After the failure of the Soyuz-2-1A rocket in April and that of the Falcon 9 rocket on Sunday, the ISS will finally be resupplied through the successful launch of the older version Soyuz-U Rocket launched today.
The unmanned cargo ship was successfully launched this morning by a Soyuz rocket, reaching its target in orbit from where the Progress re-supply ship will continue its journey to the ISS. The launch was made from a Russian platform in Baikonur Kazakhstan.
The Mission Control Center, reported that systems are functional and the antennas of the Progress craft docking system have been successfully deployed. The craft and it’s resupply materials are expected to reach the ISS on Sunday July 5.
These supplies are more than welcome and although the mission was crucial it was not in any way an emergency, since the ISS has reserve supplies that can last until September according to some sources.
After the failed mission using the Soyuz rocket on April 28 , NASA stated that the ISS segments belonging to the Russians and Americans will “continue to operate normally and are adequately supplied well beyond the next planned resupply flight.”
The ISS has back-up supplies for exactly these kind of emergencies. In a presentation to the Advisory Council , NASA stated that the food supplies on the ISS would be optimal until July 24 after which the “reserve levels” could be used until September 5.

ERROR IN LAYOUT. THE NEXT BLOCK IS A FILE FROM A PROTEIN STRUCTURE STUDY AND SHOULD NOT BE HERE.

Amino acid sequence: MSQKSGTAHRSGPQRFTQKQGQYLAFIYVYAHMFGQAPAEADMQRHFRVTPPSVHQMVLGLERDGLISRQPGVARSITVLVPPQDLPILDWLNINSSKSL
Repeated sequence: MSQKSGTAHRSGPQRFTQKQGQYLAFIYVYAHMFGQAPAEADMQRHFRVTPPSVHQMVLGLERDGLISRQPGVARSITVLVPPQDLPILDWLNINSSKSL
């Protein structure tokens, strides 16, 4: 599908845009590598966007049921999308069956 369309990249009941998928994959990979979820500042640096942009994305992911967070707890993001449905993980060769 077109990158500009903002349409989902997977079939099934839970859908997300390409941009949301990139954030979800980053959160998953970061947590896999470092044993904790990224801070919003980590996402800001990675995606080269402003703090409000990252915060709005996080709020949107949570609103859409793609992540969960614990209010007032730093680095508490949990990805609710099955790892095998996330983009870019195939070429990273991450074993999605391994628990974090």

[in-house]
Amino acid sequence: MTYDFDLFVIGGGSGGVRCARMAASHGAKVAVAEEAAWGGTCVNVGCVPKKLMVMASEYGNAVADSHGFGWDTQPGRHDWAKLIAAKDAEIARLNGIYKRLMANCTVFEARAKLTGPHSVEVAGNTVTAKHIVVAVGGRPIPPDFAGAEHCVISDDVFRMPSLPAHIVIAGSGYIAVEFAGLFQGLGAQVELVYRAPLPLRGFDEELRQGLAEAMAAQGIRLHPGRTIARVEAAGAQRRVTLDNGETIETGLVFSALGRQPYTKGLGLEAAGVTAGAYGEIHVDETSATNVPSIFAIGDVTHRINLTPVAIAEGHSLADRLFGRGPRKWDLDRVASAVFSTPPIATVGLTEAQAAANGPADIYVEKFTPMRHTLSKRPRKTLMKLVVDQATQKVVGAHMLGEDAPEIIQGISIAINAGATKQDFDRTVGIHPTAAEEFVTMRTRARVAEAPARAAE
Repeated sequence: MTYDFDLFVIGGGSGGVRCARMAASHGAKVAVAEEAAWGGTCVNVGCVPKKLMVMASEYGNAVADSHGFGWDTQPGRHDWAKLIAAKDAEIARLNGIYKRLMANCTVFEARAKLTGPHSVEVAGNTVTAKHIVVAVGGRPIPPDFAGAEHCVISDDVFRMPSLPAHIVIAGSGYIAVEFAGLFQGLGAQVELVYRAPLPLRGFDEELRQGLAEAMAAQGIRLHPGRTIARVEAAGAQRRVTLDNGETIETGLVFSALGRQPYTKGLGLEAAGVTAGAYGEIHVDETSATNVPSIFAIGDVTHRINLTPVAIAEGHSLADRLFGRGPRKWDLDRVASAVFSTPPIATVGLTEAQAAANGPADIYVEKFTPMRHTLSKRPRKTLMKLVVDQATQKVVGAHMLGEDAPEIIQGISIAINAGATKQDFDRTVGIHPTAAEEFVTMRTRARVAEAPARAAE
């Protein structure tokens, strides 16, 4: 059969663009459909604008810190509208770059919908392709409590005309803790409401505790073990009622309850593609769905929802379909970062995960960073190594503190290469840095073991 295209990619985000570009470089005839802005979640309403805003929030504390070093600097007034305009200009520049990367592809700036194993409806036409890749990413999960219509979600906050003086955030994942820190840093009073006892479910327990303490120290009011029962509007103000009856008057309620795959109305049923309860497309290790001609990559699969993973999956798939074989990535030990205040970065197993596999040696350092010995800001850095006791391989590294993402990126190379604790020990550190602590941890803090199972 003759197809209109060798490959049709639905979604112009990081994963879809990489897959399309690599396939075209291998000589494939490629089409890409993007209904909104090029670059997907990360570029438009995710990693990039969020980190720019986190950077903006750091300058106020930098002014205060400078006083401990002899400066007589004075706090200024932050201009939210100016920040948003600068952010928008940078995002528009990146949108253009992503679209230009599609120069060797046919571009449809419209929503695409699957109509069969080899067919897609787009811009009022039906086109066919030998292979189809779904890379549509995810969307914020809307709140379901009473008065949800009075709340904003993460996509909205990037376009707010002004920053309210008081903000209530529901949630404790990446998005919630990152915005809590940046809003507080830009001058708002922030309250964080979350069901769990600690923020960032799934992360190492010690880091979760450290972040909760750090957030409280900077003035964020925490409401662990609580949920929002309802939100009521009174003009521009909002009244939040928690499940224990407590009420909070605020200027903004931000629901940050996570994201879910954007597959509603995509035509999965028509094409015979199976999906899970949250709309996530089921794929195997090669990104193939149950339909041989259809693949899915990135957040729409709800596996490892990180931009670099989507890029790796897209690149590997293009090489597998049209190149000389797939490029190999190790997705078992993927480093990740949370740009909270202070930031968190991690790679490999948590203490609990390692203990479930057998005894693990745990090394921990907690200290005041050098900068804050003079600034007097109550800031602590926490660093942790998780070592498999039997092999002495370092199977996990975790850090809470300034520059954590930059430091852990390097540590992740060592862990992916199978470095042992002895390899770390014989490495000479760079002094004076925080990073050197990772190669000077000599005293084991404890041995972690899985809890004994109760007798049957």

Water and other consumables will not require the use of “reserve levels” until early 2016, while the solid waste containers would require the use of reserves beginning on July 20.
The critical nature of this morning’s Soyuz launch mission was brought on by the failures of two previous attempts to resupply the ISS. The first resupply attempt was made on April 28 by a more modern Soyuz-2-1A which unfortunately encountered problems when separating culminating in an uncontrollable spin of the Progress capsule that carried the supplies.
The Second attempt to resupply the ISS was made on Sunday the 28th of June by a Falcon 9 rocket belonging to the private company SpaceX. The rocket disintegrated in the stratosphere along with the resupply materials.
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